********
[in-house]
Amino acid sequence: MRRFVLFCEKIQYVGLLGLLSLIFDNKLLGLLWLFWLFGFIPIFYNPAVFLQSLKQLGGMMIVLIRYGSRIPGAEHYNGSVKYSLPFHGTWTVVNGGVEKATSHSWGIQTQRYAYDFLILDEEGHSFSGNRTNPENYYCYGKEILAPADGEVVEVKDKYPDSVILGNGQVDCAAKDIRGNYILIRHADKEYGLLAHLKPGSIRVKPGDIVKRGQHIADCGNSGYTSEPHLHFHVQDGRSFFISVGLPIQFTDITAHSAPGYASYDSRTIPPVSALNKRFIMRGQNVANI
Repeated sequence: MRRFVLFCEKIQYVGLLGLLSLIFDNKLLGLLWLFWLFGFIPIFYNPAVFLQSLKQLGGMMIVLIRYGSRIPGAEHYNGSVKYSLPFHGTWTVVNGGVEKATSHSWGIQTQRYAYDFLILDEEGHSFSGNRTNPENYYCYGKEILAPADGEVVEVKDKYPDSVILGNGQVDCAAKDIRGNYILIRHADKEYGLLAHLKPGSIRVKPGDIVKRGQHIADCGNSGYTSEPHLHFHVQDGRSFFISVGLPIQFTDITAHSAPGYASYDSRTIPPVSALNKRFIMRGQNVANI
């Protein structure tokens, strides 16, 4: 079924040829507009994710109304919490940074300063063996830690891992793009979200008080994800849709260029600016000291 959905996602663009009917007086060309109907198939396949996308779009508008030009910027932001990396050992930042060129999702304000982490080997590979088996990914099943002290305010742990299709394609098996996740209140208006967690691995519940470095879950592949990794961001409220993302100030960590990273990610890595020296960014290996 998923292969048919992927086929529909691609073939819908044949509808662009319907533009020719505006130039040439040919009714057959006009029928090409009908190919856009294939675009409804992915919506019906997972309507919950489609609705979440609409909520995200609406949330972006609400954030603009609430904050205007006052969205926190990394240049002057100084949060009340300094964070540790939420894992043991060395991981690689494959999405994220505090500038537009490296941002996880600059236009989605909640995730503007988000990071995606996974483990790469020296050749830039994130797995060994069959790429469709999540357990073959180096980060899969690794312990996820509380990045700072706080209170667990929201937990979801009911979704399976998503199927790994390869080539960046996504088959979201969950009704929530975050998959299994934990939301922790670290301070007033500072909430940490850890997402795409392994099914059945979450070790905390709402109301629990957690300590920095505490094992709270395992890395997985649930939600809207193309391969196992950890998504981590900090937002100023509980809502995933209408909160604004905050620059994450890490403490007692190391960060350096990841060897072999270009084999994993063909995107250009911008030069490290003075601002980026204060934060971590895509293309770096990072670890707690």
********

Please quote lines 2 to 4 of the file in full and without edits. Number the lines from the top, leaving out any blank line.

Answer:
Amino acid sequence: MRRFVLFCEKIQYVGLLGLLSLIFDNKLLGLLWLFWLFGFIPIFYNPAVFLQSLKQLGGMMIVLIRYGSRIPGAEHYNGSVKYSLPFHGTWTVVNGGVEKATSHSWGIQTQRYAYDFLILDEEGHSFSGNRTNPENYYCYGKEILAPADGEVVEVKDKYPDSVILGNGQVDCAAKDIRGNYILIRHADKEYGLLAHLKPGSIRVKPGDIVKRGQHIADCGNSGYTSEPHLHFHVQDGRSFFISVGLPIQFTDITAHSAPGYASYDSRTIPPVSALNKRFIMRGQNVANI
Repeated sequence: MRRFVLFCEKIQYVGLLGLLSLIFDNKLLGLLWLFWLFGFIPIFYNPAVFLQSLKQLGGMMIVLIRYGSRIPGAEHYNGSVKYSLPFHGTWTVVNGGVEKATSHSWGIQTQRYAYDFLILDEEGHSFSGNRTNPENYYCYGKEILAPADGEVVEVKDKYPDSVILGNGQVDCAAKDIRGNYILIRHADKEYGLLAHLKPGSIRVKPGDIVKRGQHIADCGNSGYTSEPHLHFHVQDGRSFFISVGLPIQFTDITAHSAPGYASYDSRTIPPVSALNKRFIMRGQNVANI
């Protein structure tokens, strides 16, 4: 079924040829507009994710109304919490940074300063063996830690891992793009979200008080994800849709260029600016000291 959905996602663009009917007086060309109907198939396949996308779009508008030009910027932001990396050992930042060129999702304000982490080997590979088996990914099943002290305010742990299709394609098996996740209140208006967690691995519940470095879950592949990794961001409220993302100030960590990273990610890595020296960014290996 998923292969048919992927086929529909691609073939819908044949509808662009319907533009020719505006130039040439040919009714057959006009029928090409009908190919856009294939675009409804992915919506019906997972309507919950489609609705979440609409909520995200609406949330972006609400954030603009609430904050205007006052969205926190990394240049002057100084949060009340300094964070540790939420894992043991060395991981690689494959999405994220505090500038537009490296941002996880600059236009989605909640995730503007988000990071995606996974483990790469020296050749830039994130797995060994069959790429469709999540357990073959180096980060899969690794312990996820509380990045700072706080209170667990929201937990979801009911979704399976998503199927790994390869080539960046996504088959979201969950009704929530975050998959299994934990939301922790670290301070007033500072909430940490850890997402795409392994099914059945979450070790905390709402109301629990957690300590920095505490094992709270395992890395997985649930939600809207193309391969196992950890998504981590900090937002100023509980809502995933209408909160604004905050620059994450890490403490007692190391960060350096990841060897072999270009084999994993063909995107250009911008030069490290003075601002980026204060934060971590895509293309770096990072670890707690």